Pathways for Nutrient Degradation that Converge onto the TCA Cycle
Glycolysis
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Figure 4 Figure Detail Glycolysis is the pathway in which one glucose molecule is degraded into two pyruvate molecules. Interestingly, during the initial phase, energy is consumed because two ATP molecules are used up to activate glucose and fructose-6-phosphate. Part of the energy derived from the breakdown of the phosphoanhydride bond of ATP is conserved in the formation of phosphate-ester bonds in glucose-6-phosphate and fructose-1,6biphosphate (Figure 4).

In the second part of glycolysis, the majority of the free energy obtained from the oxidation of the aldehyde group of glyceraldehyde 3-phosphate (G3P) is conserved in the acyl-phosphate group of 1,3- bisphosphoglycerate (1,3-BPG), which contains high free energy. Then, part of the potential energy of 1,3BPG, released during its conversion to 3-phosphoglycerate, is coupled to the phosphorylation of ADP to ATP. The second reaction where ATP synthesis occurs is the conversion of phosphoenolpyruvate (PEP) to pyruvate. PEP is a high-energy compound due to its phosphate-ester bond, and therefore the conversion reaction of PEP to pyruvate is coupled with ADP phosphorylation. This mechanism of ATP synthesis is called substrate-level phosphorylation. For complete oxidation, pyruvate molecules generated in glycolysis are transported to the mitochondrial matrix to be converted into acetyl-CoA in a reaction catalyzed by the multienzyme complex pyruvate dehydrogenase (Figure 5). When Krebs proposed the TCA cycle in 1937, he thought that citrate was synthesized from oxaloacetate and pyruvate (or a derivative of it). Only after Lipmann's discovery of coenzyme A in 1945 and the subsequent work of R. Stern, S. Ochoa, and F. Lynen did it become clear that the molecule acetyl-CoA donated its acetyl group to oxaloacetate. Until this time, the TCA cycle was seen as a pathway to carbohydrate oxidation only. Most high school textbooks reflect this period of biochemistry knowledge and do not emphasize how the lipid and amino acid degradation pathways converge on the TCA cycle.

The Fatty Acid Oxidation Pathway Intersects the TCA Cycle


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Figure 5 Figure Detail In 1904, Knoop, in a classic experiment, decisively showed that fatty acid oxidation was a process by which two-carbon units were progressively removed from the carboxyl end fatty acid molecule. The process consists of four reactions and generates acetyl-CoA and the acyl-CoA molecule shortened by two carbons, with the concomitant reduction of FAD by enzyme acyl-CoA dehydrogenase and of NAD+ by -hydroxyacyl-CoA dehydrogenase. This pathway is known as -oxidation because the -carbon atom is oxidized prior to when the bond between carbons and is cleaved (Figure 6). The four steps of -oxidation are continuously repeated until the acyl-CoA is entirely oxidized to acetyl-CoA, which then enters the TCA cycle. In the 1950s, a series of experiments verified that the carbon atoms of fatty acids were the same ones that appeared in the acids of TCA cycle.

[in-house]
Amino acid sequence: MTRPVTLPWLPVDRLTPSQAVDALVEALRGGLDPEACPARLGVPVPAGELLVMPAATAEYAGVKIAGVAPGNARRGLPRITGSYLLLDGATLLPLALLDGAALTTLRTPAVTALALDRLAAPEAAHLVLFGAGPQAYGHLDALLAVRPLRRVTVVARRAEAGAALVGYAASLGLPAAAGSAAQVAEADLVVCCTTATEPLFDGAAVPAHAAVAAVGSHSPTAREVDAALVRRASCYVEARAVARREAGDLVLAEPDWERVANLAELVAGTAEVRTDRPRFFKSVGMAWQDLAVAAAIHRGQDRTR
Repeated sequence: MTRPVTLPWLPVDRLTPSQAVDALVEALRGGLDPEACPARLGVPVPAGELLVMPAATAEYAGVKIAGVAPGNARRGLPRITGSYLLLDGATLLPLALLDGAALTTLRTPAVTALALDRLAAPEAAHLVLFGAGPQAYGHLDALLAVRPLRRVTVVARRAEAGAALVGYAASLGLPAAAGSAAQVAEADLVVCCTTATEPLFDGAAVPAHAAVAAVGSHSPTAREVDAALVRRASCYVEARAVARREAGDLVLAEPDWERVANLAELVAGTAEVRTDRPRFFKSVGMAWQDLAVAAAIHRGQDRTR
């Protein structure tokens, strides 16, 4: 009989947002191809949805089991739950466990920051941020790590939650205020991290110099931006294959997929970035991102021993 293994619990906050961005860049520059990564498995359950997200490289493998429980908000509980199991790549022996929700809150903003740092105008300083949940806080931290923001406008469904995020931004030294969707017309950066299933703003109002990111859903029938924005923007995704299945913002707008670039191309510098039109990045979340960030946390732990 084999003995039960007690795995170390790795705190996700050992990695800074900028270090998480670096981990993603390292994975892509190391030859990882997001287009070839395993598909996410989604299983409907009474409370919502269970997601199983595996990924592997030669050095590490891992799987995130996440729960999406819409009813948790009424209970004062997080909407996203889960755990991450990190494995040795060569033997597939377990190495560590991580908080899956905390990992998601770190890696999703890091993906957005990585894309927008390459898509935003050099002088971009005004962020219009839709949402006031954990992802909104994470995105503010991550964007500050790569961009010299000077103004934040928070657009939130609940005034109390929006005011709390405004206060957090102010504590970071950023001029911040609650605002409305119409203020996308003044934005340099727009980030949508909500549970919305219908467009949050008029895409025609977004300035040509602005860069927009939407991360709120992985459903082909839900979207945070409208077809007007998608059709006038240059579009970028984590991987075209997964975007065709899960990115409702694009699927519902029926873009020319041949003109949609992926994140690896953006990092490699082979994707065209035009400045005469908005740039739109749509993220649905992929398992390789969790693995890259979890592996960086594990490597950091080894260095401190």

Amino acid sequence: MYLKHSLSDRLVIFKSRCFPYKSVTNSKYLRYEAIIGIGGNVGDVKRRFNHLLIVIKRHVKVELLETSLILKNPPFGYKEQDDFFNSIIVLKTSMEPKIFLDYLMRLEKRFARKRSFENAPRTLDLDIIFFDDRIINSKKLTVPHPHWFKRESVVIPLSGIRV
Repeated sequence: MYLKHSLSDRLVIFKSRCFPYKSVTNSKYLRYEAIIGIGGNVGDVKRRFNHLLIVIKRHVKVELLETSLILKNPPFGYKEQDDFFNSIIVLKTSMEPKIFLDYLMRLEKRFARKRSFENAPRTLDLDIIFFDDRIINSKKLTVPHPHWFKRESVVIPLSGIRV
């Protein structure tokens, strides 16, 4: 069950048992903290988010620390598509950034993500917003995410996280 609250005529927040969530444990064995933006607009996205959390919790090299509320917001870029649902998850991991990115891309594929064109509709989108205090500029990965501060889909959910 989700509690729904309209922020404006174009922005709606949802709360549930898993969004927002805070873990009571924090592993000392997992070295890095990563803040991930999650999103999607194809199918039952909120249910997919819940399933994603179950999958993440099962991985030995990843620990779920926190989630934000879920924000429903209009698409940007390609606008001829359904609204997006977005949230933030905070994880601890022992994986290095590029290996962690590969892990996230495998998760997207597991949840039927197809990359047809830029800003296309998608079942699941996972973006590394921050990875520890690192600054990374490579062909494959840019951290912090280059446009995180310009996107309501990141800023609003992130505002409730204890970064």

Amino Acid Transamination/Deamination Contributes to the TCA Cycle

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Figure 6 Figure Detail Two points must be considered regarding the use of amino acids as fuels in energy metabolism. The first is the presence of nitrogen in amino acid composition, which must be removed before amino acids become metabolically useful. The other is that there are at least twenty different amino acids, each of which requires a different degradation pathway. For our purpose here, it is important to mention two kinds of reactions involving amino acid: transamination and deamination. In the first kind of reaction, the enzymes aminotransferases convert amino acids to their respective -ketoacids by transferring the amino group of one amino acid to an -ketoacid. This reaction allows the amino acids to be interconverted. The second kind of reaction, deamination, removes the amino group of the amino acid in the form of ammonia. In the liver, the oxidative deamination of glutamate results in -keto-glutarate (a TCA cycle intermediate) and ammonia, which is converted into urea and excreted. Deamination reactions in other organs form ammonia that is generally incorporated into glutamate to generate glutamine, which is the main transporter of amino groups in blood. Hence, all amino acids through transamination/deamination reactions can be converted into intermediates of TCA cycle, directly or via conversion to pyruvate or acetyl-CoA (Figure 5).

Summary
The transformation of the chemical energy of fuel molecules into useful energy is strictly regulated, and several factors control the use of glucose, fatty acids, and amino acids by the different cells. For instance, not all cells have the enzyme machinery and the proper cellular compartments to use all three fuel molecules. Red blood cells are devoid of mitochondria and are therefore unable to oxidize neither fatty acids nor amino acids, relying only on glucose for ATP synthesis. In addition, even in cells that can use all nutrients, the type of food substrate that is oxidized changes according to the physiological situation of the cell, such as the fed and fasting states. Different signals dictate how cells can adapt to each situation, such as hormones, which may exert powerful effects by switching key enzyme activities in a matter of seconds, or how they may modulate gene expression profile, changing the whole cell metabolic profile. We must therefore understand all metabolic pathways as integrated events controlling energy regulation and conversion

References and Recommended Reading


Blaxter, K. Energy Metabolism in Animals and Man. Cambridge: Cambridge University Press, 1989.

Holmes, F. L. Lavoisier and the Chemistry of Life. Madison: University of Wisconsin Press, 1985. Krebs, H. Nobel Prize Lecture (1953). Nobelprize.org, 2010. Kresge, N., Simoni, R. D., & Hill, R. L. ATP synthesis and the binding change mechanism: The work of Paul D. Boyer. Journal of Biological Chemistry 281, e18 (2006). Lusk, G. The Elements of the Science of Nutrition, 4th ed. Philadelphia: W. B. Saunders, 1931. Luz, M. R. M. P. Glucose as the sole metabolic fuel: A study on the possible influence of teachers' knowledge on the establishment of a misconception among Brazilian high school stucents. Advances in Physiological Education 32, 225230 (2008) doi:10.1152/advan.00050.2007. Luz, M. R. M. P. et al. Glucose as the sole metabolic fuel: The possible influence of formal teaching on the establishment of a misconception about the energy-yielding metabolism among Brazilian students. Biochemistry and Molecular Biology Education 36, 407416 (2008) doi:10.1002/bmb.20235. Oliveira, G. A. et al. Students' misconception about energy yielding metabolism: Glucose as the sole metabolic fuel. Advances in Physiological Education 27, 97101 (2003 doi:10.1152/advan.00009.2003.